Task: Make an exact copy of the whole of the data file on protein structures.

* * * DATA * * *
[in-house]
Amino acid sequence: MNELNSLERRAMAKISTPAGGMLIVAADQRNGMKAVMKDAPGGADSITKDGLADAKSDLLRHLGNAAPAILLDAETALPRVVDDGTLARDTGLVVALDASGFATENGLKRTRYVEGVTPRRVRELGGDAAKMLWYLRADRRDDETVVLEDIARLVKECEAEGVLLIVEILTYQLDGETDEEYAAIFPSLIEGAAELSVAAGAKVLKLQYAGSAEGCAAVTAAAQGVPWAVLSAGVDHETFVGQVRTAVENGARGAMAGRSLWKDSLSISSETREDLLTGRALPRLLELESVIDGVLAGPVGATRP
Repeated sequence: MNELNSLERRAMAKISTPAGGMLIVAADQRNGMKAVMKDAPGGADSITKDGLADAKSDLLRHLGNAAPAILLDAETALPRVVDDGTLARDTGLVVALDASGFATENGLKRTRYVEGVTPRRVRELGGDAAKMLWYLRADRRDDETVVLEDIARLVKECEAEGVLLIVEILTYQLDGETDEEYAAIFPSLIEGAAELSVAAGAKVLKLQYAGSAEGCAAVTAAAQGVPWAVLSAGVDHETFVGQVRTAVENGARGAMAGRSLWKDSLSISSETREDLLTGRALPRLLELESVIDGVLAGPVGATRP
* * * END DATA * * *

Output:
[in-house]
Amino acid sequence: MNELNSLERRAMAKISTPAGGMLIVAADQRNGMKAVMKDAPGGADSITKDGLADAKSDLLRHLGNAAPAILLDAETALPRVVDDGTLARDTGLVVALDASGFATENGLKRTRYVEGVTPRRVRELGGDAAKMLWYLRADRRDDETVVLEDIARLVKECEAEGVLLIVEILTYQLDGETDEEYAAIFPSLIEGAAELSVAAGAKVLKLQYAGSAEGCAAVTAAAQGVPWAVLSAGVDHETFVGQVRTAVENGARGAMAGRSLWKDSLSISSETREDLLTGRALPRLLELESVIDGVLAGPVGATRP
Repeated sequence: MNELNSLERRAMAKISTPAGGMLIVAADQRNGMKAVMKDAPGGADSITKDGLADAKSDLLRHLGNAAPAILLDAETALPRVVDDGTLARDTGLVVALDASGFATENGLKRTRYVEGVTPRRVRELGGDAAKMLWYLRADRRDDETVVLEDIARLVKECEAEGVLLIVEILTYQLDGETDEEYAAIFPSLIEGAAELSVAAGAKVLKLQYAGSAEGCAAVTAAAQGVPWAVLSAGVDHETFVGQVRTAVENGARGAMAGRSLWKDSLSISSETREDLLTGRALPRLLELESVIDGVLAGPVGATRP